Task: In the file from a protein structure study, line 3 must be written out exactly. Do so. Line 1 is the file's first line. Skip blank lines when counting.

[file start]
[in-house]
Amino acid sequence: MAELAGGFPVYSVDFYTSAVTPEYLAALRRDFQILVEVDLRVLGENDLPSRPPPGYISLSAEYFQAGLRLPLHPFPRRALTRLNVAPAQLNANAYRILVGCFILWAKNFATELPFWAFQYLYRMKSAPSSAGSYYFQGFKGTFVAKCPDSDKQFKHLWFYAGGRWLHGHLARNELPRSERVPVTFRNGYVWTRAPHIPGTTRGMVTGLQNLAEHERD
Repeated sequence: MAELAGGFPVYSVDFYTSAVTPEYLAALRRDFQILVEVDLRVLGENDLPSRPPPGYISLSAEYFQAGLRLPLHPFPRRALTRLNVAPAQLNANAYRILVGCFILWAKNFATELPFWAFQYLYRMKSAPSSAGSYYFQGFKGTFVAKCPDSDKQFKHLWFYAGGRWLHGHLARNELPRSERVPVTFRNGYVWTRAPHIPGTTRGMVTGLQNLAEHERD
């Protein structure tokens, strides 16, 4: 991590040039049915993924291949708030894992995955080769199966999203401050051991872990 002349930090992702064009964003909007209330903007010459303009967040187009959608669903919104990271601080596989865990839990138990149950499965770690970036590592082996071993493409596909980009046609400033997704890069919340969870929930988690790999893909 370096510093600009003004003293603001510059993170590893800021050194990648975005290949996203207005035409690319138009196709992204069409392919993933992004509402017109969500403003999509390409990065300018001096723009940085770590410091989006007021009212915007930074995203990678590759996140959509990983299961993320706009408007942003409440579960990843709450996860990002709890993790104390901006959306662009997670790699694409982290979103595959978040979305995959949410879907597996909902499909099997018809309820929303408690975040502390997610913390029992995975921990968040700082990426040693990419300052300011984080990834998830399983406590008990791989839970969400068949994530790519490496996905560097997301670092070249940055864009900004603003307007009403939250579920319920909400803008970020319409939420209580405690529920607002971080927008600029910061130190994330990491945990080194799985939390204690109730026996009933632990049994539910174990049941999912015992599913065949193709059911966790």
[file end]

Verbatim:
Repeated sequence: MAELAGGFPVYSVDFYTSAVTPEYLAALRRDFQILVEVDLRVLGENDLPSRPPPGYISLSAEYFQAGLRLPLHPFPRRALTRLNVAPAQLNANAYRILVGCFILWAKNFATELPFWAFQYLYRMKSAPSSAGSYYFQGFKGTFVAKCPDSDKQFKHLWFYAGGRWLHGHLARNELPRSERVPVTFRNGYVWTRAPHIPGTTRGMVTGLQNLAEHERD